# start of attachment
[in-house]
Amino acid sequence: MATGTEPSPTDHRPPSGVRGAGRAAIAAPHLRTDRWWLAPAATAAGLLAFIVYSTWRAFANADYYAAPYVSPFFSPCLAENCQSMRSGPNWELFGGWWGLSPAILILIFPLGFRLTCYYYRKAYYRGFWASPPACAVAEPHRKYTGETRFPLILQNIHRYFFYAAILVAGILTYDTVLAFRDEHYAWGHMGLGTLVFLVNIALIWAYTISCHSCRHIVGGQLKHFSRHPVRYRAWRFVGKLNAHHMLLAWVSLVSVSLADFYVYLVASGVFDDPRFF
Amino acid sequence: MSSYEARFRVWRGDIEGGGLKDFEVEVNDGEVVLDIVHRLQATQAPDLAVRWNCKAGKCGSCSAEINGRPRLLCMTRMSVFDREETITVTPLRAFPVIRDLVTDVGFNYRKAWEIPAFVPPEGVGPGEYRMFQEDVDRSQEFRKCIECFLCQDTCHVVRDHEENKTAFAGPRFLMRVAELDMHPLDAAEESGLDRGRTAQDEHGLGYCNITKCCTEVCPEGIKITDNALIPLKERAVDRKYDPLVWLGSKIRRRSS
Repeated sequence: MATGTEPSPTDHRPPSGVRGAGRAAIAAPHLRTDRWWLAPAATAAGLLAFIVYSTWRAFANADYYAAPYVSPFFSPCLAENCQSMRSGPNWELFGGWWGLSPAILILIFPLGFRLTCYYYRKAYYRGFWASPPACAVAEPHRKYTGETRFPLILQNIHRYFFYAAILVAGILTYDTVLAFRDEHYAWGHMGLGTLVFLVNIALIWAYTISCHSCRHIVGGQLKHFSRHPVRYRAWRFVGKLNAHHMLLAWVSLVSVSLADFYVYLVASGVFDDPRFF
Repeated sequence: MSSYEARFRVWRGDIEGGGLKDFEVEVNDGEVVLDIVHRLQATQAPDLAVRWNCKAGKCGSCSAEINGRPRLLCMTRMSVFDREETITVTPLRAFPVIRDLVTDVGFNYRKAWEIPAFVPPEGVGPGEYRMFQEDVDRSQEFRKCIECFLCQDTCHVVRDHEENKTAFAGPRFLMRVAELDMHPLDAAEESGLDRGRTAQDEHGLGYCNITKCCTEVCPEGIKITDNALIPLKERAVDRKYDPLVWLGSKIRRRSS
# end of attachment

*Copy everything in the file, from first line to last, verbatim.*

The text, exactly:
[in-house]
Amino acid sequence: MATGTEPSPTDHRPPSGVRGAGRAAIAAPHLRTDRWWLAPAATAAGLLAFIVYSTWRAFANADYYAAPYVSPFFSPCLAENCQSMRSGPNWELFGGWWGLSPAILILIFPLGFRLTCYYYRKAYYRGFWASPPACAVAEPHRKYTGETRFPLILQNIHRYFFYAAILVAGILTYDTVLAFRDEHYAWGHMGLGTLVFLVNIALIWAYTISCHSCRHIVGGQLKHFSRHPVRYRAWRFVGKLNAHHMLLAWVSLVSVSLADFYVYLVASGVFDDPRFF
Amino acid sequence: MSSYEARFRVWRGDIEGGGLKDFEVEVNDGEVVLDIVHRLQATQAPDLAVRWNCKAGKCGSCSAEINGRPRLLCMTRMSVFDREETITVTPLRAFPVIRDLVTDVGFNYRKAWEIPAFVPPEGVGPGEYRMFQEDVDRSQEFRKCIECFLCQDTCHVVRDHEENKTAFAGPRFLMRVAELDMHPLDAAEESGLDRGRTAQDEHGLGYCNITKCCTEVCPEGIKITDNALIPLKERAVDRKYDPLVWLGSKIRRRSS
Repeated sequence: MATGTEPSPTDHRPPSGVRGAGRAAIAAPHLRTDRWWLAPAATAAGLLAFIVYSTWRAFANADYYAAPYVSPFFSPCLAENCQSMRSGPNWELFGGWWGLSPAILILIFPLGFRLTCYYYRKAYYRGFWASPPACAVAEPHRKYTGETRFPLILQNIHRYFFYAAILVAGILTYDTVLAFRDEHYAWGHMGLGTLVFLVNIALIWAYTISCHSCRHIVGGQLKHFSRHPVRYRAWRFVGKLNAHHMLLAWVSLVSVSLADFYVYLVASGVFDDPRFF
Repeated sequence: MSSYEARFRVWRGDIEGGGLKDFEVEVNDGEVVLDIVHRLQATQAPDLAVRWNCKAGKCGSCSAEINGRPRLLCMTRMSVFDREETITVTPLRAFPVIRDLVTDVGFNYRKAWEIPAFVPPEGVGPGEYRMFQEDVDRSQEFRKCIECFLCQDTCHVVRDHEENKTAFAGPRFLMRVAELDMHPLDAAEESGLDRGRTAQDEHGLGYCNITKCCTEVCPEGIKITDNALIPLKERAVDRKYDPLVWLGSKIRRRSS